All I want for Christmas

In 1946 Don Gardner published the song ‘All I Want for Christmas is My Two Front Teeth’.

By Angel Wyrwas

In 1946 Don Gardner published the song ‘All I Want for Christmas is My Two Front Teeth’. Sung by many different artists over the years, the song conveys a desire for a child to have their front teeth grow back in so it would be easier to speak once more. What a truly simple wish.

During past holiday seasons I have heard many people complain about the commercialism of Christmas and the excess of the holiday. This year is no different. “I hate going Christmas shopping, it’s all just junk.” “I don’t have time to shop, I’ll just get some gifts cards.” “Everyone already has everything, I don’t know what they need.”

Gift giving has been around in some form or another as long as humans have been around. It happens in every culture, in every corner of the world.  Gift giving is done for many different reasons. Some gifts are given to attract a mate, some are given to show charity or express gratitude. Other gifts are given as a show of prosperity and governments even give gifts as a sign of peace and goodwill. These reasons tell of the world’s desire to express their emotions through the giving of gifts.

Christmas definitely magnifies emotion. The hope of humanity’s best calls many people to want to share their feelings with others in a tangible way. The magi, the three wise men, traveled a great distance to bestow Jesus with Frankincense, Gold and Myrrh to show their adoration.

Those first Christmas gifts were thoughtfully chosen to magnify the miracle of Christ’s birth. Frankincense was a perfume used in Jewish worship and, as a gift, it symbolized that people would worship Jesus. Gold was associated with kings and Christians believe that Jesus is the King of Kings. Myrrh was a perfume that was put on dead bodies to make them smell nice and, as a gift, it symbolized that Jesus would suffer and die.

Yet, 2000 years later, Christmas gift giving has been commercialized and vilified. Or maybe that happened sometime after the industrial revolution when the ability to acquire more ‘stuff’ became more accessible? Margaret Deland wrote quite a bit about the topic in a 1904 edition of Good Housekeeping. She writes, “The degradation of Christmas giving, which has lately become so marked— foolish folk bestowing presents which they do not want to give, upon other folk who do not want to receive them. “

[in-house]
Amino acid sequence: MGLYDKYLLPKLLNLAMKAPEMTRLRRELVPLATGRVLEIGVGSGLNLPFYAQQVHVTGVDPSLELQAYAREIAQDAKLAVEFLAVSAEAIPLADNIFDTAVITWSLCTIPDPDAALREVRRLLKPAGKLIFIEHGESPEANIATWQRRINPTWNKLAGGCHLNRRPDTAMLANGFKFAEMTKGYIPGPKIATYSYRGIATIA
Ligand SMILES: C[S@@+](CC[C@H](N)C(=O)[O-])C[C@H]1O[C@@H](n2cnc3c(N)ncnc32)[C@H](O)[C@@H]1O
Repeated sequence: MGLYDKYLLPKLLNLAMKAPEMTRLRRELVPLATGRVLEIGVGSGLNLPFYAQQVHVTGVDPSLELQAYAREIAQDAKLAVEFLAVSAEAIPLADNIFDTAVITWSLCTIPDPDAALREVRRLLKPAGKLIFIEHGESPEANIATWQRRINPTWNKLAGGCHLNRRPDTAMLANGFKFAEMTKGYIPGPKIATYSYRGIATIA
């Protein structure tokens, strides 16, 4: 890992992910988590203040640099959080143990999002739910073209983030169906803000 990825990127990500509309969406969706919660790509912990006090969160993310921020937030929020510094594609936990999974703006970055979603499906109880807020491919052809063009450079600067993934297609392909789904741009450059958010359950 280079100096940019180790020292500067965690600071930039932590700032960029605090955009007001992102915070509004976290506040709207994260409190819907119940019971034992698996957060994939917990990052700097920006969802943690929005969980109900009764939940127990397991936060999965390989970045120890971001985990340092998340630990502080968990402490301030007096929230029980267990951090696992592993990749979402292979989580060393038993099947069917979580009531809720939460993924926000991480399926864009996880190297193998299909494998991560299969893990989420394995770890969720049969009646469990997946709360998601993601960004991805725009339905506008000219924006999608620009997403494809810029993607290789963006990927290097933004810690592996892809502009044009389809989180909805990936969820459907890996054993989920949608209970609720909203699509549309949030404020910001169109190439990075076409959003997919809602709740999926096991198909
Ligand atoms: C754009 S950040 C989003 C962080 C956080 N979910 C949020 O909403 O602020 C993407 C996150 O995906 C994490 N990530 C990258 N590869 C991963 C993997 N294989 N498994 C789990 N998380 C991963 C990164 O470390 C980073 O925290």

But here we are a century later and still giving gifts. Why? Commentators say that it’s the advertising, the commercialization and societal pressure. Yet I hazard to say that businesses are just doing their job, to sell their products the best they can. There is not necessarily evil intent to offer a product to the consumer. People are not required to purchase ‘stuff’ to satisfy some legal requirement.

When I was growing up there were several years money was tight in our household. My mom was a ‘stay-at-home’ mom like most of my friends’ moms. She sewed many of my clothes and cooked homemade meals every night. My dad had a good job with good pay but also chose a job with hours that would allow him to be present in our lives.

I remember during Christmas my senior year of high school, I opened a beautiful 10-speed bicycle. I didn’t realize it right away but it was the bike that I already owned. My dad had rebuilt the decaying mobile unit to look shiny and new with a fresh coat of hot pink paint (it was the 80’s after all). To me it was a perfect gift. My parents were devastated because one of my classmates got a bright shiny convertible and all they could give me was a rebuilt bike.